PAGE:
An artificial bog can purify water, filtering gray-water and runoffthat enhances its quality for fish, other animals and plants. A bog also gives the chance to grow quite a few colorful and intriguing plants. It might make a pond look bigger without dropping just as much water to nest within an open pond. The water from an existing pond also can be allowed to back into a bog.
Select a website for the bog at the border of the pond. An superb website is a place where water already flows into the pond. Mark out the region to your bog using flour. Pump enough water from the pond using a submersible pump or allow it to drain via a garden hose so that the water in the pond is at least 6 inches below its ordinary level.
Excavate the bog area to a depth of 2 feet 3 inches under ground level. Catch a ridge of soil between the bog and pond that is 3 inches lower than the pond’s normal water level.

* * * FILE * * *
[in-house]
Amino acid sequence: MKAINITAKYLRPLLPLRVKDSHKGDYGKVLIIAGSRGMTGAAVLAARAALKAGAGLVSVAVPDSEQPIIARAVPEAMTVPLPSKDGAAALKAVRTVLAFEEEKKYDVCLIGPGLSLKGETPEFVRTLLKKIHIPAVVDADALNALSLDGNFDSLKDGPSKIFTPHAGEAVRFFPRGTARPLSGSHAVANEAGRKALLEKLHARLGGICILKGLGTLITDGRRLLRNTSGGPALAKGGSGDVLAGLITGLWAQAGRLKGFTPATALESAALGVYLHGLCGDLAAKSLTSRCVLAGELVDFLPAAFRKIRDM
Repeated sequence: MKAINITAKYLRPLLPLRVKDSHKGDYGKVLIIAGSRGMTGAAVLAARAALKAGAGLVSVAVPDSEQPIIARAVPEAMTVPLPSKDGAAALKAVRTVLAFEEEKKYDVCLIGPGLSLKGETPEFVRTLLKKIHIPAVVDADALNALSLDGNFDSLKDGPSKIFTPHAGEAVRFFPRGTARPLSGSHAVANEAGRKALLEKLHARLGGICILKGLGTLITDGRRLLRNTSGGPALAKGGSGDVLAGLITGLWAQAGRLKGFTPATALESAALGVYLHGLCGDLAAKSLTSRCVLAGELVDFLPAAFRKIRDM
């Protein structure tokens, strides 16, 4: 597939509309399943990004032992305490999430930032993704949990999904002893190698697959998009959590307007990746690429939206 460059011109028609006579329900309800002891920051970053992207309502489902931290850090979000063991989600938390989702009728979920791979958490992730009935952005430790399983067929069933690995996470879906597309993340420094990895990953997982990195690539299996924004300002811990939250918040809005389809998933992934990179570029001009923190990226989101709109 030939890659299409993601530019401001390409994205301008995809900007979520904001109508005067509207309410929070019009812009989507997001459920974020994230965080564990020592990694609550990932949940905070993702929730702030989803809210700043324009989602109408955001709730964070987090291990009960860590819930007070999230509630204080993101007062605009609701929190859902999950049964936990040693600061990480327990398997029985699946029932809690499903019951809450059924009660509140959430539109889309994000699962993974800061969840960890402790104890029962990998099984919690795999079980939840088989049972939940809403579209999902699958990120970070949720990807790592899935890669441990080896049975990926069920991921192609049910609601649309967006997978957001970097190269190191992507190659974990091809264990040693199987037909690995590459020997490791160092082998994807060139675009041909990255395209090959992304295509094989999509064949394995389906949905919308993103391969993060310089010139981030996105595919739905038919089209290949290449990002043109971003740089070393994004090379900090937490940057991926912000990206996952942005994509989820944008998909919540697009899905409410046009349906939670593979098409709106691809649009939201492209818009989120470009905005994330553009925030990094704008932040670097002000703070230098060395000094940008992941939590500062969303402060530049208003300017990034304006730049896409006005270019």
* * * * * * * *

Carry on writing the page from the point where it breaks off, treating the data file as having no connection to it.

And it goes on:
Line the bog with 2 inches of sand. Cover the sand using a flexible pond liner. Drape the liner above the ridge of soil and into the pond. Use waterproof glue or waterproof tape to attach the bog’s liner and pond’s liner. Secure the liner edges, and disguise the liner by putting stones on it.
Fill the base of the bog using 1- to 1 1/2-inch round gravel to a depth of 6 inches. Cover that gravel with at least 6 to 12 inches of pea gravel.
Construct a barrier with rocks along the ridge between the bog and pond. Put a screen of 1/4-inch vinyl mesh on the back of the barrier.
Fill the bog with soil until it is level with the surrounding soil. Cover the soil with organic mulch, such as wood chips or shredded leaves.
Refill the pond. The water will flow over the barrier and into the bog. Allow the soil settle for a couple of days, then plant wetland plants in the bog.